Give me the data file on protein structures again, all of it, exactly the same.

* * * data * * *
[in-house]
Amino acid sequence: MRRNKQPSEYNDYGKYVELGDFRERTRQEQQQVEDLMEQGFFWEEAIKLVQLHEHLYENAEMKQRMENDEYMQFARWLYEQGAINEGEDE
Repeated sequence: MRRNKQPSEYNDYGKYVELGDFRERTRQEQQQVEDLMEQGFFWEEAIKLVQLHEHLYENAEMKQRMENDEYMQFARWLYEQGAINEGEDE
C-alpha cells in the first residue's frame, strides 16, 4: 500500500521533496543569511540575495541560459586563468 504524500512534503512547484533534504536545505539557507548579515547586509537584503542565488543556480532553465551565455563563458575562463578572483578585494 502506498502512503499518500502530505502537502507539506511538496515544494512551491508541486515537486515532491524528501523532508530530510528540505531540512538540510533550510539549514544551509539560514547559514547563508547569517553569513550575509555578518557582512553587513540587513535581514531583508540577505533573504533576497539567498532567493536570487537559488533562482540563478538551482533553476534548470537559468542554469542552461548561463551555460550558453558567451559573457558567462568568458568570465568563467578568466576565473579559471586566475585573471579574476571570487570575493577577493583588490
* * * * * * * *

[in-house]
Amino acid sequence: MRRNKQPSEYNDYGKYVELGDFRERTRQEQQQVEDLMEQGFFWEEAIKLVQLHEHLYENAEMKQRMENDEYMQFARWLYEQGAINEGEDE
Repeated sequence: MRRNKQPSEYNDYGKYVELGDFRERTRQEQQQVEDLMEQGFFWEEAIKLVQLHEHLYENAEMKQRMENDEYMQFARWLYEQGAINEGEDE
C-alpha cells in the first residue's frame, strides 16, 4: 500500500521533496543569511540575495541560459586563468 504524500512534503512547484533534504536545505539557507548579515547586509537584503542565488543556480532553465551565455563563458575562463578572483578585494 502506498502512503499518500502530505502537502507539506511538496515544494512551491508541486515537486515532491524528501523532508530530510528540505531540512538540510533550510539549514544551509539560514547559514547563508547569517553569513550575509555578518557582512553587513540587513535581514531583508540577505533573504533576497539567498532567493536570487537559488533562482540563478538551482533553476534548470537559468542554469542552461548561463551555460550558453558567451559573457558567462568568458568570465568563467578568466576565473579559471586566475585573471579574476571570487570575493577577493583588490